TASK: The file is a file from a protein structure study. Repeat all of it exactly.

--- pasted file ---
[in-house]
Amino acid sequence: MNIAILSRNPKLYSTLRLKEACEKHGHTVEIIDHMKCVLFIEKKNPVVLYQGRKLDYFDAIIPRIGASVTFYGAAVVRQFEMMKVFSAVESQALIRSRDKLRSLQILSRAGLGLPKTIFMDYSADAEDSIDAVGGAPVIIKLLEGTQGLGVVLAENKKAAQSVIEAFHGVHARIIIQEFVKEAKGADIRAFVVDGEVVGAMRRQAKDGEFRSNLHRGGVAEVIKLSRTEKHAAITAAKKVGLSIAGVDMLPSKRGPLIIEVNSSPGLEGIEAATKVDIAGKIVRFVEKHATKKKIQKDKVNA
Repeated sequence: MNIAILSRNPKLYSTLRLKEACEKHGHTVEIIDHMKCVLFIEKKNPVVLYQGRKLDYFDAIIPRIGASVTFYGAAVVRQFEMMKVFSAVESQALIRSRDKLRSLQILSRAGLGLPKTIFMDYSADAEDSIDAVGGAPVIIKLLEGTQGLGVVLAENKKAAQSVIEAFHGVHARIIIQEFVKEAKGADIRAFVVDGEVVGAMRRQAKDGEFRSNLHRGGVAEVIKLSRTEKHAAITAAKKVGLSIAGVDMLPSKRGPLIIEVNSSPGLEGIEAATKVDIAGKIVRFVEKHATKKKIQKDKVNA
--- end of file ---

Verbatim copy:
[in-house]
Amino acid sequence: MNIAILSRNPKLYSTLRLKEACEKHGHTVEIIDHMKCVLFIEKKNPVVLYQGRKLDYFDAIIPRIGASVTFYGAAVVRQFEMMKVFSAVESQALIRSRDKLRSLQILSRAGLGLPKTIFMDYSADAEDSIDAVGGAPVIIKLLEGTQGLGVVLAENKKAAQSVIEAFHGVHARIIIQEFVKEAKGADIRAFVVDGEVVGAMRRQAKDGEFRSNLHRGGVAEVIKLSRTEKHAAITAAKKVGLSIAGVDMLPSKRGPLIIEVNSSPGLEGIEAATKVDIAGKIVRFVEKHATKKKIQKDKVNA
Repeated sequence: MNIAILSRNPKLYSTLRLKEACEKHGHTVEIIDHMKCVLFIEKKNPVVLYQGRKLDYFDAIIPRIGASVTFYGAAVVRQFEMMKVFSAVESQALIRSRDKLRSLQILSRAGLGLPKTIFMDYSADAEDSIDAVGGAPVIIKLLEGTQGLGVVLAENKKAAQSVIEAFHGVHARIIIQEFVKEAKGADIRAFVVDGEVVGAMRRQAKDGEFRSNLHRGGVAEVIKLSRTEKHAAITAAKKVGLSIAGVDMLPSKRGPLIIEVNSSPGLEGIEAATKVDIAGKIVRFVEKHATKKKIQKDKVNA